But in the words of my first choir master, we’ve had our onions, and now it’s time for the orchids. (He said this when giving us reviews of our weekly performances in church. When I first heard it at the age of nine, I couldn’t understand what was wrong with onions. They’re in practically everything you cook! How were they somehow evil? And then my mother had me chop one myself, and my view entirely changed.)

But back to the present.

I got to see Cecelia! Albeit, it wasn’t even for twenty-four hours, but I’ll take whatever I can get. We walked all over campus yesterday afternoon as she gave me the grand tour of Yale.

Now, I have been to Yale a lot. It’s my parents’ alma mater, but seeing it from Cecelia’s eyes is entirely different, and to be perfectly frank, quite a bit more fun. We checked out the farm to visit the salad greens she had planted and explored her residential college. I met her incredibly nice and funny roommate. We ate dinner at my mother’s favorite New Haven restaurant and split a piece of carrot cake, only to eat double scoop ice cream cones five minutes later.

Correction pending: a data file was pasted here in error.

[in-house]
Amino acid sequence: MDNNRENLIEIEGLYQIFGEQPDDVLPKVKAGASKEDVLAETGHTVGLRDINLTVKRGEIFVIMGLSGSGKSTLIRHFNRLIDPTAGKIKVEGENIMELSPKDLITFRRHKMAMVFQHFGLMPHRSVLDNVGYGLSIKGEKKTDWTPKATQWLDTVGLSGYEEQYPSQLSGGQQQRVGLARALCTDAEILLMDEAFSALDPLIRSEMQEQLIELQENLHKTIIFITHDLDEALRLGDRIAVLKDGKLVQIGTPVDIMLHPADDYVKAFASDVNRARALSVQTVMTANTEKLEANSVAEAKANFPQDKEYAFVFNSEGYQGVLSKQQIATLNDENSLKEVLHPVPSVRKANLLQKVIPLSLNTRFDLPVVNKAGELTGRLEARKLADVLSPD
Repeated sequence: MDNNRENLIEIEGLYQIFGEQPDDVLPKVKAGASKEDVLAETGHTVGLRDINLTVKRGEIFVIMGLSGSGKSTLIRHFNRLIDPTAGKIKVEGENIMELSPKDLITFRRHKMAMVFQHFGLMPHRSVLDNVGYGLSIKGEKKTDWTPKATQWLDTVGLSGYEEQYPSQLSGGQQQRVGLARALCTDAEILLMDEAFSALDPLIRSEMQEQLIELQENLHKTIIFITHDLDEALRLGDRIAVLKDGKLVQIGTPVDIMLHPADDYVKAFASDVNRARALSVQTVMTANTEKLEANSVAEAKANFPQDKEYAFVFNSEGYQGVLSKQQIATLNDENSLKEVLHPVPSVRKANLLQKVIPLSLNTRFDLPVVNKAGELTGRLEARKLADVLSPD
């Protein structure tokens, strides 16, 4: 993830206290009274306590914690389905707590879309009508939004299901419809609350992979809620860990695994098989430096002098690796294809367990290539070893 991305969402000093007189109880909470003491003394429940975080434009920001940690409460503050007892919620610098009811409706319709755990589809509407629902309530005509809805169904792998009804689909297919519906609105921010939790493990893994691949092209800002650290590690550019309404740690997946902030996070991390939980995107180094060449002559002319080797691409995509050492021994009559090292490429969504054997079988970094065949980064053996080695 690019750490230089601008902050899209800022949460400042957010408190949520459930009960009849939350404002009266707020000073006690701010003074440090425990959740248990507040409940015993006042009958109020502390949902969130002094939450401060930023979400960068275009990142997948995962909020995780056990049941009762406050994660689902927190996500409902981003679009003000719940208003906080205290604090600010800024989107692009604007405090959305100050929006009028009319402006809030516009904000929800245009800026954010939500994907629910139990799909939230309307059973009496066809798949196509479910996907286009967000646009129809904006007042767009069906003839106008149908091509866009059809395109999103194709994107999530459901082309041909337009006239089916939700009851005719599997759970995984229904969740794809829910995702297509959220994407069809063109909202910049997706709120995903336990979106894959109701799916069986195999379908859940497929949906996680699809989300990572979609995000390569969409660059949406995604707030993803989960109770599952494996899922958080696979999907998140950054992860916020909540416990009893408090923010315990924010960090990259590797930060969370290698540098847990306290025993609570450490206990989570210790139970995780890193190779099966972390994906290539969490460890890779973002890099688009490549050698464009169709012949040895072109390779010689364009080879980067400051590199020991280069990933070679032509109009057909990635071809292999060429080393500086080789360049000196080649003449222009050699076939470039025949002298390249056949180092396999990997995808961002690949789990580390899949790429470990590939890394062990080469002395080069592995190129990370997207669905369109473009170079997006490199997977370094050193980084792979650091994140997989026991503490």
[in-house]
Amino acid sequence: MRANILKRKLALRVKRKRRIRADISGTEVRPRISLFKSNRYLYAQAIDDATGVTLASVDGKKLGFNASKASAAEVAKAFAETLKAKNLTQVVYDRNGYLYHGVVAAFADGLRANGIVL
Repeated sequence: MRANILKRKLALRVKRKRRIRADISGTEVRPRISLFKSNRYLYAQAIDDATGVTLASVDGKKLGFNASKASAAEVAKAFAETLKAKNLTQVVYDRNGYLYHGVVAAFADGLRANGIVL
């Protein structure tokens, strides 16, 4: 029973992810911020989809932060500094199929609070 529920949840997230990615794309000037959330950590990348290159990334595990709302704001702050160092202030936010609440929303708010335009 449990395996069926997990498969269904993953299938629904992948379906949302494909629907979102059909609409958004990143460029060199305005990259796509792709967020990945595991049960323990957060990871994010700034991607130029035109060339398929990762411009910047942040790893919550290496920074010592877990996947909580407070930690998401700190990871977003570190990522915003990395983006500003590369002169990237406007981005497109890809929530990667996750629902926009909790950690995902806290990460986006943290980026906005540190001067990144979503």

Later, we spent well over an hour in the Yale bookstore where I had the most awful time narrowing down my I-CANNOT-LEAVE-HERE-WITHOUT-IT list down to two: Everything is Illuminated by Jonathan Safran Foer and A Gate at the Stairs by Lorrie Moore. And then we watched a movie, which in typical fashion, meant that Cecelia fell asleep about fifteen minutes in.

The next morning, we had breakfast in a bookstore and went to the Yale Art Gallery. I have been having a torrid love affair with their third floor modern art exhibit for many years now, and this Ellsworth Kelly painting and I had a very happy reunion.

(If you ever have the chance, visit the Yale Art Gallery’s modern art collection. It is phenomenal.)

Sadly, after that I had to leave. But the Yale-Harvard game isn’t too far away, so I’ll be back soon.